Love the Way You Walk Away - Blitzen Trapper (mp3)
This is the first in a series of observations about the kind of odd and random relationship glimpses one can get over just a single weekend hanging out in The French Quarter. Like snowflakes, these particular encounters are unique, yet the snowflakes manage to fall just the same with every trip...
In line to my aft were two women and a man spanning several decades, and a group of fratters behind them. Lines at the Bourbon Street Krystal are like a box of chocolates: you never know what disposition you’re going to get... you only know it will be pickled.
The bottle blonde woman in a flower dress too short for her age or shape was approaching 50, maybe even slightly over, but she seemed cheerful enough. The brunette was younger, maybe even in her early 30s, and behind them stood a man who hovered around 60 with slicked back mostly salted hair.
The brunette was pretty cute, and the fratters immediately radar locked on her. After a few brief exchanges, the lead fratter with Timberlakey curls said, “So is it fun coming to Bourbon Street with your parents?”
“Fu** you motherfu***r,” was her swift reply.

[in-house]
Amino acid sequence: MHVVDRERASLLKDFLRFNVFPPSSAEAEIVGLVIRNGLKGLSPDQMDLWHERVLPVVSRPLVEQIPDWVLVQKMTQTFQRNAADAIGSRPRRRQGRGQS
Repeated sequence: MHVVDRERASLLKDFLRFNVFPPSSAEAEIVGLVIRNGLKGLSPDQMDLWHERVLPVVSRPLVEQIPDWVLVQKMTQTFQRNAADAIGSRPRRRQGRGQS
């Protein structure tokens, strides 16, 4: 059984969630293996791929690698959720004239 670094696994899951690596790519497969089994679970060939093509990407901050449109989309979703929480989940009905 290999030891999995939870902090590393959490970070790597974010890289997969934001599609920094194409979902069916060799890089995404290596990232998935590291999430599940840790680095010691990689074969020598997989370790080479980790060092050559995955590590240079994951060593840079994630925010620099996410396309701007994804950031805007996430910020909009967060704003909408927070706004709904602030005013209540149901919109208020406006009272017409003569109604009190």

Now, I’m not one to defend a fratter. In general, guys who earn the immediate moniker of “fratter” are guys whose aggressive assholishness begs spite. Their syrupy smugness, the way they siphon joy by demeaning and belittling everyone who didn’t pledge with them, is the reason God made me mousy and lanky, because if I were a bigger guy more inclined to vigilantism, I’d be in jail or dead.
Between foul words, the brunette explains that this old man is her husband. The blonde is his ex-wife. And no motherfu***r she’s not kidding, and yes you sumbish he’s 20 times the man of all you motherfu***rs.
The blonde was just starting to realize they thought she was this potty-mouthed gal’s mother instead of her former or current competition, so her dander was getting up, too. The old guy, on Bourbon with his child bride and his significantly-younger ex-wife, just stood there shaking his head, because surely he’d heard all this before, and if he hadn’t, he knew it was coming eventually.
Then the fratter remembered he was a fratter, so he spoke Asshole: “That sh*t’s fu**ed up, sister. You got daddy issues ‘n’ sh*t.”
It got louder. Opposing noses got closer together. Language got even saltier.
The poor Krystal employees long ago stopped paying attention to it. The security guard at the door never even batted an eye.
I confess, however, that all this conflict made those two Krystals taste better.